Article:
Back to the Bathroom

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Michael Tew

Texas Lieutenant Governor Dan Patrick has introduced legislation to bar individuals from using the restroom corresponding to their gender identity. Similar to the highly controversial North Carolina HB2 that did the same thing (along with banning local governments from passing civil rights ordinances), the proposed legislation is opposed by businesses and business associations, LGBT advocacy groups, and progressives. This development comes as a disappointment but no surprise as social conservatives across the country are feeling emboldened by the results of November elections. Sticking to legitimate studies and facts, here are some consequences to this kind of draconian legislation.

From the 2015 U.S. Transgender Survey (sponsored in part by the National Center for Transgender Equality), of the Transgender individuals surveyed,

59% have avoided bathrooms in the last year because they feared confrontations in public restrooms at work, at school, or in other places.

12% report that they have been harassed, attacked, or sexually assaulted in a bathroom in the last year.

31% have avoided drinking or eating so that they did not need to use the restroom in the last year.

24% report that someone told them they were using the wrong restroom or questioned their presence in the restroom in the last year.

9% report being denied access to the appropriate restroom in the last year.

8% report having a kidney or urinary tract infection, or another kidney-related medical issue, from avoiding restrooms in the last year.

According to the Williams Institute, a think tank and research center housed at the UCLA Law School, conducted a bathroom experience survey of 93 transgender and gender nonconforming people in Washington, D.C., “About 70 percent of the sample reported experiencing being denied access to restrooms, being harassed while using restrooms and even experiencing some forms of physical assault,” says the studies author Jody Herman.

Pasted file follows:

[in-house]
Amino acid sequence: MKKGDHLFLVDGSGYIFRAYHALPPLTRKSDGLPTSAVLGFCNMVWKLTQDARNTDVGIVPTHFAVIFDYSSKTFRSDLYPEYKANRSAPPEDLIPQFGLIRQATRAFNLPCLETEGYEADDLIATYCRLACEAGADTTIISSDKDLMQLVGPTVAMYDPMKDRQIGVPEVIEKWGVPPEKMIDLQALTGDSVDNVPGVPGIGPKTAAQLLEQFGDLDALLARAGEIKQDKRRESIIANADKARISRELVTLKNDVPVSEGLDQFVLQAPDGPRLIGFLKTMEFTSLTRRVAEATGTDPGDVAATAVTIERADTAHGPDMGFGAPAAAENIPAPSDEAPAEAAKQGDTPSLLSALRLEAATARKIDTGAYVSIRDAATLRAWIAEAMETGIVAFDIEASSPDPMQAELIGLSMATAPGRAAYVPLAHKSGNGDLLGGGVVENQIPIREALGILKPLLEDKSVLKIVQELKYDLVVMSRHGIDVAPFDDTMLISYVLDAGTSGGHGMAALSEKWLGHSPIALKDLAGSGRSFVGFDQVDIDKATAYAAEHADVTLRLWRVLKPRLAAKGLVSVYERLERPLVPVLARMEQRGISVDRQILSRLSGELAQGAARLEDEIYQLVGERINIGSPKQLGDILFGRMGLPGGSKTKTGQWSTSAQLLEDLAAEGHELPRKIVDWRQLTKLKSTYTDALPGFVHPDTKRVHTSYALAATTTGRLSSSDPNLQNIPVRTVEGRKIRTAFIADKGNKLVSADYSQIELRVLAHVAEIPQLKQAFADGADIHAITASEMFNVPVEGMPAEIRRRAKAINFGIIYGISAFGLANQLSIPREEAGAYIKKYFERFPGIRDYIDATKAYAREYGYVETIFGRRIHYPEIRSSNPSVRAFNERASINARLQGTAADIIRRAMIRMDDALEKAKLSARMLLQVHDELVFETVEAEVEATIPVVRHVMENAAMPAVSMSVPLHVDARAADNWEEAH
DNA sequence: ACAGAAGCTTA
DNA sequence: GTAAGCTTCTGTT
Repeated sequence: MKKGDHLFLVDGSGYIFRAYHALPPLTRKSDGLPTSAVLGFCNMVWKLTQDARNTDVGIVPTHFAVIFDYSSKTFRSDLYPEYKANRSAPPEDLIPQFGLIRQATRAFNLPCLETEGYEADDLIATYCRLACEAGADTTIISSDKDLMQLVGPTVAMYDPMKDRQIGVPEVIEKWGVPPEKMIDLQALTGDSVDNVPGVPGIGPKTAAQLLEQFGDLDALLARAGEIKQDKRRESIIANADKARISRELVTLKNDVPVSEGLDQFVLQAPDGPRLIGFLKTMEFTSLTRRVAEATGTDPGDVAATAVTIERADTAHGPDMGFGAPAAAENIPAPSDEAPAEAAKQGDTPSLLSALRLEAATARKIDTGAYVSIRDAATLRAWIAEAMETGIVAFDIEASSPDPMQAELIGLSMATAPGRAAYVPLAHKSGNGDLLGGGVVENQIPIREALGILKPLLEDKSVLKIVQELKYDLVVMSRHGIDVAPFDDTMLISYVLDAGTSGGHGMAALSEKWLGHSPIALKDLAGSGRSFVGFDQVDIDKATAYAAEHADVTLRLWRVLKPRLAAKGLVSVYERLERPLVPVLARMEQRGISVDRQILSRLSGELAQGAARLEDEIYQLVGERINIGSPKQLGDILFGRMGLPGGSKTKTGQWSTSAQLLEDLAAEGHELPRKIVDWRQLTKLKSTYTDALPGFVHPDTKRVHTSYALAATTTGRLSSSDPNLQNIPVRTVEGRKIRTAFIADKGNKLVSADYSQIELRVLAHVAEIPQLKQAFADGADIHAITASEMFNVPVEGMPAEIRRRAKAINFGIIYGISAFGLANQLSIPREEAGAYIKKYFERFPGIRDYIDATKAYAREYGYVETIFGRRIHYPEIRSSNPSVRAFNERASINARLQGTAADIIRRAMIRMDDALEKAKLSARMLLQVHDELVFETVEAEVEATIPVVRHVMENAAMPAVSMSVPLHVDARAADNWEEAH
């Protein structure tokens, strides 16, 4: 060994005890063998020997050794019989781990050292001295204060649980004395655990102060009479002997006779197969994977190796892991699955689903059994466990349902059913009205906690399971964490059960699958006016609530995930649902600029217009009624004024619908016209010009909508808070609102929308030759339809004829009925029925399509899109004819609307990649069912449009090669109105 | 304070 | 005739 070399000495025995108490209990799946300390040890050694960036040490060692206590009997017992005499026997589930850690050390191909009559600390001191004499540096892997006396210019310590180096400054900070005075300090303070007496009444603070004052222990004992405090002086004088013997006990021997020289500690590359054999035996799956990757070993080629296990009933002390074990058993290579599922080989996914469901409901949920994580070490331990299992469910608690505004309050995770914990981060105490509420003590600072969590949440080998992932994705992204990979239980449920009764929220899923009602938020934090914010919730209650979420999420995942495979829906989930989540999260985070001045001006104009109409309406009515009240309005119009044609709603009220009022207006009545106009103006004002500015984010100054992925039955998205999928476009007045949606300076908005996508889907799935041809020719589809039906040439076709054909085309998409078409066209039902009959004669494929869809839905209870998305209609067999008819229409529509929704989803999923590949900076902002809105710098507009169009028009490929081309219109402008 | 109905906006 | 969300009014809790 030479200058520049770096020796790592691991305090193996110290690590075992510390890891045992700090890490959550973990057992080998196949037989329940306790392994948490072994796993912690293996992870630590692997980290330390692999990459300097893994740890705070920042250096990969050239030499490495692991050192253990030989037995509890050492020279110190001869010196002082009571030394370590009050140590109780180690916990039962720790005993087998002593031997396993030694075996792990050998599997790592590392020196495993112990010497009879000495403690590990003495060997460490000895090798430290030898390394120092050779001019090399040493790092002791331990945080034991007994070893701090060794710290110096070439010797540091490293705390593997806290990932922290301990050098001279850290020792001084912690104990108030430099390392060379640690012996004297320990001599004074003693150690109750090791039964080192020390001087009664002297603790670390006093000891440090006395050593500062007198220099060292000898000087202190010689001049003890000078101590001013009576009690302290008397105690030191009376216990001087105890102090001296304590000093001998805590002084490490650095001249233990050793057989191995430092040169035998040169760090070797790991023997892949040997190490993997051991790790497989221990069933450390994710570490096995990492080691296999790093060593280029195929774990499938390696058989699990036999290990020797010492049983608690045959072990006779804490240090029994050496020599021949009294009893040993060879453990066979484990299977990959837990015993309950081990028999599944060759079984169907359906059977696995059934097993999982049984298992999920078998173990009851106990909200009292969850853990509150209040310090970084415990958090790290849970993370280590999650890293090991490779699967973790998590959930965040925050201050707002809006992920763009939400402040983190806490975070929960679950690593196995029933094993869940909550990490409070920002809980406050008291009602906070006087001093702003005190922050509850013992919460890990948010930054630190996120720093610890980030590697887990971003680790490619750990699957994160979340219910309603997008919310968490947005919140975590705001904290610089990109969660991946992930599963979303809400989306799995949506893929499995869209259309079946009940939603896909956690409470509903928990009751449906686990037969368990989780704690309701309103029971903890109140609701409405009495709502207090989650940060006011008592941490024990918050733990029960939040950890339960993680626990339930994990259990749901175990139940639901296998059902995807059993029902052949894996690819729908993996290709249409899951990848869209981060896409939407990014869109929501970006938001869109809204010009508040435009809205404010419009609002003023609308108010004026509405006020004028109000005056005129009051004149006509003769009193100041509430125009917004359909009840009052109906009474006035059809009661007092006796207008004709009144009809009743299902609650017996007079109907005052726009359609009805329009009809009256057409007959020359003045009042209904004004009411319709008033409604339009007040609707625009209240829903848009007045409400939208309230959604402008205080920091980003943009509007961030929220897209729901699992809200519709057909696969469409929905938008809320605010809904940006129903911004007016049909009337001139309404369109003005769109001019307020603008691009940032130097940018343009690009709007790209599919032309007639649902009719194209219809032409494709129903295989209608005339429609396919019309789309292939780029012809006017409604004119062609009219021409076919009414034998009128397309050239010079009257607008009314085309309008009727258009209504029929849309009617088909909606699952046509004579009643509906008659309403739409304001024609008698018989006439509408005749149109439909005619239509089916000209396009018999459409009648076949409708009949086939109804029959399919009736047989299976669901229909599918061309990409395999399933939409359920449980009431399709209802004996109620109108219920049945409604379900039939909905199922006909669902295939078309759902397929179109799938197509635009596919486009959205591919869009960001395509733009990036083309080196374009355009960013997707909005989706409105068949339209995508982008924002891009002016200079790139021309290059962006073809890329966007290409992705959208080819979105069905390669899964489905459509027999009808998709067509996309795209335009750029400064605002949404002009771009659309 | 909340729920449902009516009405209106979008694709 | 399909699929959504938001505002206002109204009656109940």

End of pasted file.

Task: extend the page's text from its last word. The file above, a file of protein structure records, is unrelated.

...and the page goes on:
Called the Texas Privacy Act, the only privacy effect the legislation seems to have is to take away the privacy of Transgender individuals. Alison Gill, vice chair of the Trans United Fund, says some people just don’t understand that when it comes time for a transgender person to start using the other restroom, they’d rather do it privately, and with as little fuss as possible. An inquisition into a person’s birth record is in itself a privacy violation and is practically unenforceable on a large scale. The only purpose of such legislation is a public declaration of intolerance. Besides the moral bankruptcy of policies like these, there are potentially more dire human consequences,

The National Transgender Discrimination Survey, published in a recent issue of the Journal of Homosexuality found a significant statistical association between denial of access and suicide attempts, suggesting that “there may be a distinct relationship between the stress of not being able to use bathrooms…and one’s mental health.”

As reported in Newsweek (5/1/16), 25% of those surveyed said “they had been denied access to campus restrooms. (The study did not specify how respondents were denied, but says they may have been by students, campus security or another way.) Of those people, 60.5 percent said they had attempted suicide. For those who said they hadn’t been denied access, the percentage was 43.2. In other words, transgender people who were denied access were 1.45 times as likely to have attempted suicide as those who had not been denied access.”

For readers or audiences disinterested in human consequence, perhaps some economic effects might be informative. A study conducted by the Texas Association of Business showed such legislation in Texas could result in economic losses ranging from $964 million to $8.5 billion for the state. North Carolina’s experience suggests that statistics like that are real and repeatable.

In the name of privacy, right? Whose privacy? The folks who might freak out because they have invaded the privacy and intruded on a person doing the one of the most personal things people do? Hardly. Real privacy legislation might encourage us all to keep to ourselves when using a restroom.

 

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About Equality Research Center

The mission of the Equality Research Center is to promote, support, and disseminate research focused on Lesbian, Gay, Bisexual, and Transgender equality and human rights. The Center is dedicated to the advancement of Equality by connecting academic, evidence based research to community action, public policy, and curricular innovation.
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